In the words of Aristotle: “Trust allows groups to flourish, to achieve excellence”. And yet, as I found out in conversation with a Cape Town management specialist, trust is in seriously short supply in business today.
ROGER Stewart reminds me of my grandfather. We’re discussing trust in 21st century business – or, to be more precise, the deficit thereof – when he says: “The value of trustworthiness has passed us by. We used to conduct business on each other’s word…based on trust. If something went wrong, we’d talk to each other…sort it out. Deals were worked out and concluded on the back of cigarette boxes.”
Exactly. That’s when I am reminded of my grandfather; a strapping KwaZulu-Natal farmer whose milk, polo ponies, beef, potatoes and timber deals were scratched out in pencil on the back of empty Rothman packs, and filed in a tumbling pile in the dust encrusted cubby-hole of his pale blue Toyota Stallion bakkie.
What happened to old-world “if you say you will, I expect you will” trust? How did we become a nation whose decisions and actions are, above all else, steered by suspicion and directed by distrust?
Stewart – who is the senior partner for Business Sculptors, a board and management consultancy that specialises in corporate growth, renewal and recovery, and a faculty member of USB-ED – believes that burgeoning bureaucracy, and the increasing use of exceedingly complex, pile-high contracts in business have all but annihilated our capacity to trust one another.
Today’s brand of trust is, he believes, so contractualised that the faith it implies people have in one another has essentially been abandoned in favour of the documents, risking the paralysis of relationships at the first hiccup.
This, he says, is evident at every echelon of business: “Consider what is happening at board level, for example. The current codes of corporate governance are underpinned by the basic premise that you cannot trust the director. This, despite the fact that he allegedly fulfils a fiduciary relationship with the company. Fiduciary? By definition the word means that the relationship is one that is founded on, or relating to, faith or trust. And yet the codes insist on extensive checks and controls that indicate that the underlying driver is distrust. For sure, an ingrained lack of trust is countered by checking every step and controlling every procedure.”
So, shareholders do not trust directors. Directors exhaust themselves trying to prove that they can be trusted. Like a FICA-compliant populace, they provide reams and reams of documentation and declarations that, says Stewart, do not necessarily prove anything at all. And then, if they still want the job after that, they are obliged – by the codes of governance – to implement an exhaustive range of central controls, which might suit a mechanised system but which are detrimental if humans, rather than robots, operate your business.
Although it is widely accepted that trust is essential to achieve a productive, satisfying and happy business environment, he argues that many contemporary hierarchical controls and corporate systems are largely based on a lack of trust: “In more and more cases, employees and their work are not checked against reasonable double-data quality measures but rather because employers and managers distrust them and their abilities.”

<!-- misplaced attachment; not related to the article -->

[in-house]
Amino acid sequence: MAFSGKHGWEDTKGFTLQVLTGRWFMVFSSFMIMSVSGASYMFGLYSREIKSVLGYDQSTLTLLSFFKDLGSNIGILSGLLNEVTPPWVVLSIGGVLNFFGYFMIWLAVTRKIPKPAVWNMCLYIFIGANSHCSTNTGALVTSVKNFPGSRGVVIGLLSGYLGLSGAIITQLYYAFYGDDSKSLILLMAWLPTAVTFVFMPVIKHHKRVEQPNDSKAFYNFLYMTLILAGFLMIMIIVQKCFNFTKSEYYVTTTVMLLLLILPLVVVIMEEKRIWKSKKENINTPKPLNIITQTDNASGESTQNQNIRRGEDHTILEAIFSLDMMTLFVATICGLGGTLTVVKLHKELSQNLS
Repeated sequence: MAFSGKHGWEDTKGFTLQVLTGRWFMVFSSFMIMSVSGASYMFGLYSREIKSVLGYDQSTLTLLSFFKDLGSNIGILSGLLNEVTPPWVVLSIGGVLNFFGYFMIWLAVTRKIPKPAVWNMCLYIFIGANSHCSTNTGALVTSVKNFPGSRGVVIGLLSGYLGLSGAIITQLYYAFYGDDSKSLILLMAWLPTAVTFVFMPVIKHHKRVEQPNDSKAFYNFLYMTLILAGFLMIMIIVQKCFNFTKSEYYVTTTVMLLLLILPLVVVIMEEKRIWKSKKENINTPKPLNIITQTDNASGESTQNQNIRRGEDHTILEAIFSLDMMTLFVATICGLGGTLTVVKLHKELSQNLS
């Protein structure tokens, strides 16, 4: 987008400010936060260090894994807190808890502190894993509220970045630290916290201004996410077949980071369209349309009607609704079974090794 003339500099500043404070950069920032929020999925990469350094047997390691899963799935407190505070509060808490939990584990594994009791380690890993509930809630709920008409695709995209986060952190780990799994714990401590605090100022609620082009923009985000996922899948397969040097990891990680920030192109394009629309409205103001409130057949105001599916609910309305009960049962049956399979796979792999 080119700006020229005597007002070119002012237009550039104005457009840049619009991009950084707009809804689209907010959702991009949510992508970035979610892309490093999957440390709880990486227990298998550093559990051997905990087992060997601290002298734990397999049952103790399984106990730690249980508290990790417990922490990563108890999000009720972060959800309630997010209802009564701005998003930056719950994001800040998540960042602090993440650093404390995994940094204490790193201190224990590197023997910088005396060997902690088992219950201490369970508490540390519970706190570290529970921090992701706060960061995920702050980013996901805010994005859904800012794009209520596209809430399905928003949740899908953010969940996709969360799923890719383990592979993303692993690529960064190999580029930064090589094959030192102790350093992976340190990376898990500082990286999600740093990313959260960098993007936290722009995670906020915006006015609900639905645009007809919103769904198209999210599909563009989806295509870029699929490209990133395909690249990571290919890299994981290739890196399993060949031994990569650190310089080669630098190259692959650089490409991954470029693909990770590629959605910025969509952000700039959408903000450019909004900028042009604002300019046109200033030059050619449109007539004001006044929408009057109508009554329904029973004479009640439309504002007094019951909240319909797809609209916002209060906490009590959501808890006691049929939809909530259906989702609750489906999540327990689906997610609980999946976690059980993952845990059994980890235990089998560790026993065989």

Distrust erodes accountability. It is self-perpetuating. Suspicion wears away working relationships and undermines people’s confidence in themselves and their colleagues. When trust is lacking, relationships are characterised by adversarial attitudes: us versus them, or me versus you. Performance is compromised as all focus and energy are directed at manipulation and butt-covering rather than working together with a common ambition.
“Lack of trust is polluting organisations on a grand scale,” says Stewart. “At the same time, society is less becoming less and less trusting. It seems that the key principles that should govern our behaviour – like the real belief in the honesty of another and the absence of suspicion regarding his or her motives or practices – are not well understood.”
It is simple, he stresses. If you trust someone, it influences his or her behaviour and performance. It encourages them to be accountable and accountable people are, by default, trustworthy: “The value of trust and the understanding that trust should be a precursor to a commercial transaction are not appreciated. It is a huge problem.”
So, what is the solution? What will it take to turn things around and initiate a process of trust? A great deal of guts, surely, and being willing to take a risk and take the first step. What’s more, people who have been denied trust are unlikely find it easy to accept responsibility instantaneously. Rebuilding confidence and trust is going to take time.
And be prepared: you are likely to come up against plenty of cynics in the process. You’ll recognise them as those who declare their approval of the notion of trust – but always find reasons why they won’t trust this person, at this time, in this situation. That might be the best time to quote the words of American educator, author and activist, Booker Washington, who said: “Few things help an individual more than to place responsibility upon him, and to let him know that you trust him”.
And, to seal the deal, why not write Booker’s quote on the back of a cigarette box?
(This article was first published in the University of Stellenbosch Graduate School of Business’s Agenda magazine in November 2007.)